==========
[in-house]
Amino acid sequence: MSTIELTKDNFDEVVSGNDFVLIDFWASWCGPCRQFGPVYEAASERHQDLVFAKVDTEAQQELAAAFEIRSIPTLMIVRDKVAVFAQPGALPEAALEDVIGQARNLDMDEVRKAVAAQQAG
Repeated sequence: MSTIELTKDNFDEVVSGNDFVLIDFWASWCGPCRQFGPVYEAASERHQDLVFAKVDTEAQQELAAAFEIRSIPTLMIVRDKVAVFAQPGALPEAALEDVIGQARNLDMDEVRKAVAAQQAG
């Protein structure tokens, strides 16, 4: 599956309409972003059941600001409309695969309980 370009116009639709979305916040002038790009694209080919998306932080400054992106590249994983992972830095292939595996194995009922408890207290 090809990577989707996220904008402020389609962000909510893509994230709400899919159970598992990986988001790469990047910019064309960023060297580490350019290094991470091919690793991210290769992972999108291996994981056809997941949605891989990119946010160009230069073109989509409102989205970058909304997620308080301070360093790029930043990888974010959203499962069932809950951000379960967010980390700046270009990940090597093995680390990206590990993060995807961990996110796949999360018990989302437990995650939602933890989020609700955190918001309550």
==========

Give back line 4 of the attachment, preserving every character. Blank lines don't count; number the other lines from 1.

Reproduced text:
């Protein structure tokens, strides 16, 4: 599956309409972003059941600001409309695969309980 370009116009639709979305916040002038790009694209080919998306932080400054992106590249994983992972830095292939595996194995009922408890207290 090809990577989707996220904008402020389609962000909510893509994230709400899919159970598992990986988001790469990047910019064309960023060297580490350019290094991470091919690793991210290769992972999108291996994981056809997941949605891989990119946010160009230069073109989509409102989205970058909304997620308080301070360093790029930043990888974010959203499962069932809950951000379960967010980390700046270009990940090597093995680390990206590990993060995807961990996110796949999360018990989302437990995650939602933890989020609700955190918001309550």